The question about what to eat is perhaps one of the most controversial topics among environmental movement activists. Animal-rights activists and sustainable food system activists have many clashing opinions, but also many overlapping agreements. While they differ on the question of local animals in food systems for example, they agree that modern industrial animal production is cruel and wasteful.
The sustainable agriculture movement is also considered an environmental movement. It shares issues in common with the appropriate technology movement, which advocates a new economy based on a reflection on the social consequences of technological change. They share similar concerns with the "back to the land" movement. The influence of books such as E.F. Schumaker's Small is Beautiful, Wendell Berry's Unsettling of America; Rachel Carson's Silent Spring, an attack on DDT that was serialized in the New Yorker in the early 1960s; and Murray Bookchin's Our Synthetic Environment demonstrate a significant overlap between environmental and agricultural concerns. Today, the sustainable agriculture movement overlaps with anti-genetic engineering activists who critique technological change in agriculture, drawing on the environmental implications of the Green Revolution and agricultural development.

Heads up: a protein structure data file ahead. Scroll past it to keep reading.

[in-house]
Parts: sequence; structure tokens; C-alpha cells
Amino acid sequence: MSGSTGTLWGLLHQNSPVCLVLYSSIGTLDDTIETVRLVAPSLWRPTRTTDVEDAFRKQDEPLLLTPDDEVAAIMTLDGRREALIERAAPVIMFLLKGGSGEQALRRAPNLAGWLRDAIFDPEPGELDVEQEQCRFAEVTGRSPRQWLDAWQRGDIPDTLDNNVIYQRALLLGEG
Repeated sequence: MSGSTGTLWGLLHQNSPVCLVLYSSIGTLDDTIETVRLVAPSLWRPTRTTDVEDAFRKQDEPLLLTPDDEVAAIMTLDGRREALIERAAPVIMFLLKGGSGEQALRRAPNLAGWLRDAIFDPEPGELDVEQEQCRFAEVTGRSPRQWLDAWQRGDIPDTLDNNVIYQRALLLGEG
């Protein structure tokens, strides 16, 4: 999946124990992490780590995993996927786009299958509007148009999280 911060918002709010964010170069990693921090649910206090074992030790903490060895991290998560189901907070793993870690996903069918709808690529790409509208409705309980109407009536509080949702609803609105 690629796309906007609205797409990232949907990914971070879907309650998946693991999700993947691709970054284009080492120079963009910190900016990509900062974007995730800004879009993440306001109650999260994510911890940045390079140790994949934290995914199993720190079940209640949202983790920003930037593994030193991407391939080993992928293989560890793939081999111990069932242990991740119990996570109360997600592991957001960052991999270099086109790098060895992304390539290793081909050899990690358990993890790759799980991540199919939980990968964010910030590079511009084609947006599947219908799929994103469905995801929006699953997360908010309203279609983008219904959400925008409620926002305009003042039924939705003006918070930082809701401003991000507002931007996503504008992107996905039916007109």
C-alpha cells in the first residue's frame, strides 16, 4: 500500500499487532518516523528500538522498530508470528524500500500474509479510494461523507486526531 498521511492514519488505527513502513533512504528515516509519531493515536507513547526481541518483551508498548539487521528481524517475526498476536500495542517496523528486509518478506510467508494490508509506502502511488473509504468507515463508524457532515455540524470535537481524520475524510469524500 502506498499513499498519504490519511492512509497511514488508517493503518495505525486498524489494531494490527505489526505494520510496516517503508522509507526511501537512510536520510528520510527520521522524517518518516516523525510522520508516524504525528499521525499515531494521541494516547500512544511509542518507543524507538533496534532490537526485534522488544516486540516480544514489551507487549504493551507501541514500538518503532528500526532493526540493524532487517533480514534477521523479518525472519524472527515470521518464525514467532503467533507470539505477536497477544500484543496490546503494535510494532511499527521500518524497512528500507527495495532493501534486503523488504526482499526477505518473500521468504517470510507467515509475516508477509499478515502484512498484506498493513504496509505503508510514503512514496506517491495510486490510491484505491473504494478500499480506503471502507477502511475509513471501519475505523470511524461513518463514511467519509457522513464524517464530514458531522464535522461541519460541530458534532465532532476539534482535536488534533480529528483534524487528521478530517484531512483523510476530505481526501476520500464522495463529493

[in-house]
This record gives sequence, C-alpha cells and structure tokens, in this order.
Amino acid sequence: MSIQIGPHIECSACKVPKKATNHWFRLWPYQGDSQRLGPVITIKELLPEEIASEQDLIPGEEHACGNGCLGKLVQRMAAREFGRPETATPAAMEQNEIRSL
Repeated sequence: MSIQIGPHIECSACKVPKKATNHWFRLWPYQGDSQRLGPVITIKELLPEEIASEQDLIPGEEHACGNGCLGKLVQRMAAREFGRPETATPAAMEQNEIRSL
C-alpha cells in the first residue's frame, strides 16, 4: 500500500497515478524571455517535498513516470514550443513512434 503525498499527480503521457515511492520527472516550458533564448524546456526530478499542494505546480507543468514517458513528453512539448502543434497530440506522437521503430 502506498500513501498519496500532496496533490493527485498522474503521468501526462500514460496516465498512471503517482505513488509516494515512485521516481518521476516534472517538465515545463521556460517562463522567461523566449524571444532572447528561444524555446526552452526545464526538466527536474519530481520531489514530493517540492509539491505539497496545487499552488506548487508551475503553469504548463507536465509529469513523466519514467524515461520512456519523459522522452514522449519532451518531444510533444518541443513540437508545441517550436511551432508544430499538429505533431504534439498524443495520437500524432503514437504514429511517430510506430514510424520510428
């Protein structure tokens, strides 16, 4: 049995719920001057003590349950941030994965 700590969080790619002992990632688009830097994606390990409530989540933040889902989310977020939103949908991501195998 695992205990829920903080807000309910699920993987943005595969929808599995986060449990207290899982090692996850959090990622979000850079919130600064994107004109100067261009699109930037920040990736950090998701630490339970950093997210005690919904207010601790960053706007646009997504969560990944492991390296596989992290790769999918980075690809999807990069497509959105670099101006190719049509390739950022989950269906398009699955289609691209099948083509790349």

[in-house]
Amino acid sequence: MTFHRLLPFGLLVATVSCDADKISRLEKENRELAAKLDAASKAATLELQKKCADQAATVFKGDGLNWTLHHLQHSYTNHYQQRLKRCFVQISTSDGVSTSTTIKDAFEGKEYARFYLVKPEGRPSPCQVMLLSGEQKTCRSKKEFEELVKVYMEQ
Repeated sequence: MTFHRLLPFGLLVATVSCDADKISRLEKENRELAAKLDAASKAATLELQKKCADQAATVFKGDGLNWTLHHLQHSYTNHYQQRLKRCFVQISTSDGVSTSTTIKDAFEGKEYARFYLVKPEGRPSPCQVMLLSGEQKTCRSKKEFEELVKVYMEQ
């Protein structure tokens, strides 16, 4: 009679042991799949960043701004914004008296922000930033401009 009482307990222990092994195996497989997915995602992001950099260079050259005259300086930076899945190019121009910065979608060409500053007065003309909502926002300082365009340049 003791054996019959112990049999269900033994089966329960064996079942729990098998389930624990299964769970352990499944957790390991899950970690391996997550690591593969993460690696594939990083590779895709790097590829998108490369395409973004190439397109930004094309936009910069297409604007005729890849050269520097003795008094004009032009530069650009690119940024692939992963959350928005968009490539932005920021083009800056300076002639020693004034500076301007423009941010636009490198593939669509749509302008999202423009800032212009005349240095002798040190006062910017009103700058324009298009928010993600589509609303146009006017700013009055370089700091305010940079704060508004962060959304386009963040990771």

Some environmental movements see the roots of environmental problems as stemming from globalization. These groups focus efforts on remaking communities based on the ideals of more local production-consumption linkages. The promotion of green or ethical consumption is directed at getting consumers to shorten commodity chains through more direct purchasing, such as farmer's markets, to establish connections between producers and consumers of locally-grown food as opposed to industrial and fast food. Perhaps the most widely-recognizable form of ethical consumerism is vegetarianism, which is motivated by the ethical consequences of eating meat. Epitomizing ethical consumerism and the role of environmental movements is the international coffee situation, where a transition to large plantation, full-sun coffee has led to declines in migratory birds that over-winter in the tropics where coffee has been traditionally grown in shade coffee systems. Environmental groups have promoted the consumption of bird-friendly coffee because small-scale, shade-grown coffee plantations have demonstrated higher levels of biodiversity in birds, trees, and many other species. Ethical labeling has become a popular tactic for environmental movements from organic agriculture to fisheries conservation to timber certifications.
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